Edited by 14174dm, : typo & clarification

Edited by 14174dm, : clarity (I hope)


This message is a reply to:
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AZPaul3
Member
Posts: 3427
From: Phoenix
Joined: 11-06-2006
Member Rating: 7.4


(2)
Message 5 of 725 (782983)
05-02-2016 2:09 AM
Reply to: Message 1 by Percy
05-01-2016 11:57 AM


It's simply a monument to Southern war dead. What's wrong with that?

Hmm. I don't know, Percy, let me think on this a second. A monument honoring those who fought and died for the cause of treason against the United States. What could possibly be wrong with that? Everything?

Southern soldiers deserve monuments every bit as much as Northern soldiers.

No. No, they don't.

PC Gone Too Far

You are right about that. The PC mistake was made 120 years ago when it was the politically popular thing to put up this monument honoring and glorifying their treason.

I hope the monument finds a prominent new home.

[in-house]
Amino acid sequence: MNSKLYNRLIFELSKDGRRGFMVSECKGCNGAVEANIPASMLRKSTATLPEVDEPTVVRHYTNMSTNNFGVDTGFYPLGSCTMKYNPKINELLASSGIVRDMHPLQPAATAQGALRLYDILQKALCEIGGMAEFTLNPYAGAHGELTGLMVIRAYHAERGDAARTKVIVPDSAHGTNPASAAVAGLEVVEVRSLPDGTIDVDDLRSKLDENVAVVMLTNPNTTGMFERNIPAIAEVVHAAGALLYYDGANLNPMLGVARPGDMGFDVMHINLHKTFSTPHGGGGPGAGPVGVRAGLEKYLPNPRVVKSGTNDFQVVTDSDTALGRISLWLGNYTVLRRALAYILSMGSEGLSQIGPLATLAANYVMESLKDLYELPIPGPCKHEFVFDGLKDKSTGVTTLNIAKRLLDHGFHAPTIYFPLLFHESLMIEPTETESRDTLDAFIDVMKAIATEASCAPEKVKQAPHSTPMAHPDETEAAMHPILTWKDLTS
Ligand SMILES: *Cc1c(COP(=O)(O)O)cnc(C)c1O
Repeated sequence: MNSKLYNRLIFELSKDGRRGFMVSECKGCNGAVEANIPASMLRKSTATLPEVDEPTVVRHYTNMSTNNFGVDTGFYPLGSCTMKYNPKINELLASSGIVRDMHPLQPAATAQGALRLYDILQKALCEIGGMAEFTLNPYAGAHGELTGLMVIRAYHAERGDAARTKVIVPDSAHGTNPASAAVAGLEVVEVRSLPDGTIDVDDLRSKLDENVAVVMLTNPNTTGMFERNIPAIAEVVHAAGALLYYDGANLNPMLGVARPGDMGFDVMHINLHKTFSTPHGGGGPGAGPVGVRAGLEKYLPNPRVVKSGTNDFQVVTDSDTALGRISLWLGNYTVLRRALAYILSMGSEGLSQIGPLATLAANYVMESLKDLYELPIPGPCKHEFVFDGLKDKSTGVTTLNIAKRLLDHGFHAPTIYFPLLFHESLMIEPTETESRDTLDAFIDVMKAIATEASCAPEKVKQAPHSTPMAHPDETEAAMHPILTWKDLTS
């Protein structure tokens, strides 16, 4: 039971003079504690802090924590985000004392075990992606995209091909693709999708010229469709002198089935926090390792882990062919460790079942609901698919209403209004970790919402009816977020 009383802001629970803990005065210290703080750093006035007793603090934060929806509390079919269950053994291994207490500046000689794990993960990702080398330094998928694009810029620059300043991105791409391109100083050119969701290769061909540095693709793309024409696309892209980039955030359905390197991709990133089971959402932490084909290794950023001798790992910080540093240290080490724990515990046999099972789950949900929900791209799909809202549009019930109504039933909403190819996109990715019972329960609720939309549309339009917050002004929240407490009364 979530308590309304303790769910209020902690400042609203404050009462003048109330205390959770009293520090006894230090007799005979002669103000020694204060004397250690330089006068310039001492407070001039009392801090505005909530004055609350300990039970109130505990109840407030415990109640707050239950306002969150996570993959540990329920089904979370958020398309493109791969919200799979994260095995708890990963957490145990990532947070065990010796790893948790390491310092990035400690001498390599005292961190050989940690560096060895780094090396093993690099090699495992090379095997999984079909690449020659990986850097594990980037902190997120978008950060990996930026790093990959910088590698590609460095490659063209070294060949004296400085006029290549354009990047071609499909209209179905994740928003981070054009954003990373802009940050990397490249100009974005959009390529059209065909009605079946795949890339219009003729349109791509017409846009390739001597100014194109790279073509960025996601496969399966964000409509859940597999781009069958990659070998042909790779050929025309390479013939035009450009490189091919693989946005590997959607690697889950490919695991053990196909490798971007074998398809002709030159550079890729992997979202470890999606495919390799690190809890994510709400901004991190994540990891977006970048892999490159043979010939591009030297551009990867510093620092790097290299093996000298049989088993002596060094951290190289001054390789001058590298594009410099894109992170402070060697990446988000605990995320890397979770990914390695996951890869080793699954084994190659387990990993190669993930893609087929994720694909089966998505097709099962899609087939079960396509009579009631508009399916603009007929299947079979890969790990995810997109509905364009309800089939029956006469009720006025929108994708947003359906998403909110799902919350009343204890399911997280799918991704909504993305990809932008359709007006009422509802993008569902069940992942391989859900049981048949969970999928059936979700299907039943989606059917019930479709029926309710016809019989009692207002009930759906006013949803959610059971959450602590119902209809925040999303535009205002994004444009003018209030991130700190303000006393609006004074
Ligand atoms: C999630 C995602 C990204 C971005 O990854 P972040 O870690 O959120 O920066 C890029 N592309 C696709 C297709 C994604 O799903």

I hope they drop the damned thing and it shatters into dust. Its prominent new home could be the local landfill.


This message is a reply to:
 Message 1 by Percy, posted 05-01-2016 11:57 AM Percy has acknowledged this reply

Replies to this message:
 Message 89 by Hyroglyphx, posted 05-24-2016 8:48 PM AZPaul3 has acknowledged this reply

  
Percy
Member
Posts: 15622
From: New Hampshire
Joined: 12-23-2000
Member Rating: 4.4


Message 6 of 725 (782989)
05-02-2016 7:06 AM


Honorable War Dead Should Be Memorialized
I can add only two things to what was already said in Message 1.

First, there *are* war memorials to Union soldiers in Kentucky. I chose this image because it is unambiguous:

Second, if you're going to tear down Southern war memorials because the South attempted to dissolve their political bands with the North, then Revolutionary War memorials should be torn down, too.

--Percy


Replies to this message:
 Message 7 by AZPaul3, posted 05-02-2016 7:45 AM Percy has responded

    
AZPaul3
Member
Posts: 3427
From: Phoenix
Joined: 11-06-2006
Member Rating: 7.4


Message 7 of 725 (782990)
05-02-2016 7:45 AM
Reply to: Message 6 by Percy
05-02-2016 7:06 AM


Re: Honorable War Dead Should Be Memorialized